Fleshy inflamed bud of the umbilicus associated with a permeable orifice.
The patient had a 2cm2 fleshy bud of the umbilicus, which became red and swollen. A little orifice was detected within the umbilicus. An iodine investigation of this umbilical anomaly was requested. Water-soluble contrast material was easily injected via a thin probe introduced into an umbilical opening.
The diagnosis of a patent omphalomesenteric duct (POMD) was established, when contrast injection opacified the ileum and the caecum (Figs 1a,b).
When the probe was withdrawn, a later film demonstrated upstream from the vitelline (omphalomesenteric) duct, a small out-pouching of the ileum, filled with contrast material. Diagnosis was made of an associated Meckel's diverticulum (Fig. 1c).
The most likely diagnosis was a POMD of the Meckel's diverticulum.
A contrast material-enhanced gastrointestinal study, performed immediately after fistulography, did not find any other mid-gut abnormalities.
A transumbilical resection of the Meckel's diverticulum and the omphalomesenteric duct was performed. The postoperative course was excellent.
Umbilical remnant malformations result from incomplete closure of either the allantois or the vitelline duct. In cases of incomplete obliteration of the omphalomesenteric duct, several abnormalities have been reported (1), such as an umbilical polyp, a vitelline sinus, a vitelline cyst or fistula and a Meckel's diverticulum.
Meckel's diverticulum is a persistence of the proximal end of the vitelline duct, which normally regresses between the 5th and the 8th embryonic weeks. It has a frequent occurrence (found in 2% of the population) and it is often sought radiologically, but seldom found. Yamaguchi et al. report only 6% of preoperative diagnoses among 600 Meckel's case reports (2). The Meckel's diverticulum represents more than 80% of all omphalomesenteric duct abnormalities. The differential diagnosis of Meckel's diverticulum on small bowel enema is midgut duplication, which is recognised by its mesenteric border implantation, while Meckel's diverticulum is located on the antimesenteric border of the ileum (2).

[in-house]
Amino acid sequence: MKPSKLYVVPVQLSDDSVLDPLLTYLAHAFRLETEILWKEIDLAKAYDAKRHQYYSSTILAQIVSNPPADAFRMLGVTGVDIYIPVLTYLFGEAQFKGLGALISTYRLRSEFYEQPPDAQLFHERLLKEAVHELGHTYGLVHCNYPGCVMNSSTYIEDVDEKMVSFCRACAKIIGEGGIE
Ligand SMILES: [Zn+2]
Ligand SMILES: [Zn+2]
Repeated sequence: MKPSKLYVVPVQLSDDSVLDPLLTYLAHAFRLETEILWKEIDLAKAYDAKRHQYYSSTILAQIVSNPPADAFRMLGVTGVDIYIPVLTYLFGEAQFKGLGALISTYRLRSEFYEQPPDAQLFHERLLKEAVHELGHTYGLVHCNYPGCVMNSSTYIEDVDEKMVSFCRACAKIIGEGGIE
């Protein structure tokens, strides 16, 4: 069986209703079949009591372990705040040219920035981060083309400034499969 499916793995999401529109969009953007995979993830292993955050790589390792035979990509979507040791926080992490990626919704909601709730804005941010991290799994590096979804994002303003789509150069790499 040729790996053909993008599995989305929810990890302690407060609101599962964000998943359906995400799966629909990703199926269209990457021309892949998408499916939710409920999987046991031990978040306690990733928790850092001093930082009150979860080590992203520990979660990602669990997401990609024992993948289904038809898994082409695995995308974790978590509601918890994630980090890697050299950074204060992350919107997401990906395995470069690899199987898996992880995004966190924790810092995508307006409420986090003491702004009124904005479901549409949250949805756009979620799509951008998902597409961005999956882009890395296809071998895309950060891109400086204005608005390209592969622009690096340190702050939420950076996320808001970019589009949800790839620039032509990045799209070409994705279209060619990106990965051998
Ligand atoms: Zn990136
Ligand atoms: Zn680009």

The most frequent complications of a these diverticula are bleeding, inflammation and small bowel obstruction (2). Neoplasms may be discovered within the diverticulum.
This is a rare case of a Meckel's diverticulum open at both umbilical and ileal ends, the POMD representing the link between the umbilicus and the ileum via the diverticulum. The POMD occurs in 15% of omphalomesenteric duct anomalies (3). Faecal fistulas through the umbilicus, umbilical tumefaction, small intestinal obstruction (4), inflammation and intussusception of the ileum at the umbilicus are the most common clinical features of the POMD (3). If the contrast material had filled the bladder of this newborn instead of its ileum, the diagnosis would have been a patent urachus (5), which is the main differential diagnosis of a POMD.
Cross-sectional imaging like CT or US scan, may reveal umbilical remnant abnormalities, but none of these imaging modalities have been used in this newborn.
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Diverticule de Meckel. Persistance du canal omphalo-m退sent退rique.
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